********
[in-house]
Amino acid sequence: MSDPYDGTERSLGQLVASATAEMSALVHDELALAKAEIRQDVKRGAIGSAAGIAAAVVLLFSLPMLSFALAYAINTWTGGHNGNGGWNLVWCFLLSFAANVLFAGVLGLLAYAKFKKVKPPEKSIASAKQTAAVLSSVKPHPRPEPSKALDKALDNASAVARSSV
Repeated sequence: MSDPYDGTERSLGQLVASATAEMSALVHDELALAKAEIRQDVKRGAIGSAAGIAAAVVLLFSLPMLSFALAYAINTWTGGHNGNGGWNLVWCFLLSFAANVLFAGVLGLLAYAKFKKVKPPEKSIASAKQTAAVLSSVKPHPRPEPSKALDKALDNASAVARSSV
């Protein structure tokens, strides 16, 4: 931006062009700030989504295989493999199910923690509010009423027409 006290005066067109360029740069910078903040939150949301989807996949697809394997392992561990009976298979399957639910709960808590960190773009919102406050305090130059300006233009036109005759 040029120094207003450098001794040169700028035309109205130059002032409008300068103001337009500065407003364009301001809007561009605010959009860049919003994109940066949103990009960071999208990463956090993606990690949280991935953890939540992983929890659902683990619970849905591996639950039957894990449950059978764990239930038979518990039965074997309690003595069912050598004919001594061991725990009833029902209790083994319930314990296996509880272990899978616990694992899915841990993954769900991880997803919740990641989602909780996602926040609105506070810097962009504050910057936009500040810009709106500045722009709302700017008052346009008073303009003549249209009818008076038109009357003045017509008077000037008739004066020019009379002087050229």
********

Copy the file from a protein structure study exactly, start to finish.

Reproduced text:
[in-house]
Amino acid sequence: MSDPYDGTERSLGQLVASATAEMSALVHDELALAKAEIRQDVKRGAIGSAAGIAAAVVLLFSLPMLSFALAYAINTWTGGHNGNGGWNLVWCFLLSFAANVLFAGVLGLLAYAKFKKVKPPEKSIASAKQTAAVLSSVKPHPRPEPSKALDKALDNASAVARSSV
Repeated sequence: MSDPYDGTERSLGQLVASATAEMSALVHDELALAKAEIRQDVKRGAIGSAAGIAAAVVLLFSLPMLSFALAYAINTWTGGHNGNGGWNLVWCFLLSFAANVLFAGVLGLLAYAKFKKVKPPEKSIASAKQTAAVLSSVKPHPRPEPSKALDKALDNASAVARSSV
């Protein structure tokens, strides 16, 4: 931006062009700030989504295989493999199910923690509010009423027409 006290005066067109360029740069910078903040939150949301989807996949697809394997392992561990009976298979399957639910709960808590960190773009919102406050305090130059300006233009036109005759 040029120094207003450098001794040169700028035309109205130059002032409008300068103001337009500065407003364009301001809007561009605010959009860049919003994109940066949103990009960071999208990463956090993606990690949280991935953890939540992983929890659902683990619970849905591996639950039957894990449950059978764990239930038979518990039965074997309690003595069912050598004919001594061991725990009833029902209790083994319930314990296996509880272990899978616990694992899915841990993954769900991880997803919740990641989602909780996602926040609105506070810097962009504050910057936009500040810009709106500045722009709302700017008052346009008073303009003549249209009818008076038109009357003045017509008077000037008739004066020019009379002087050229």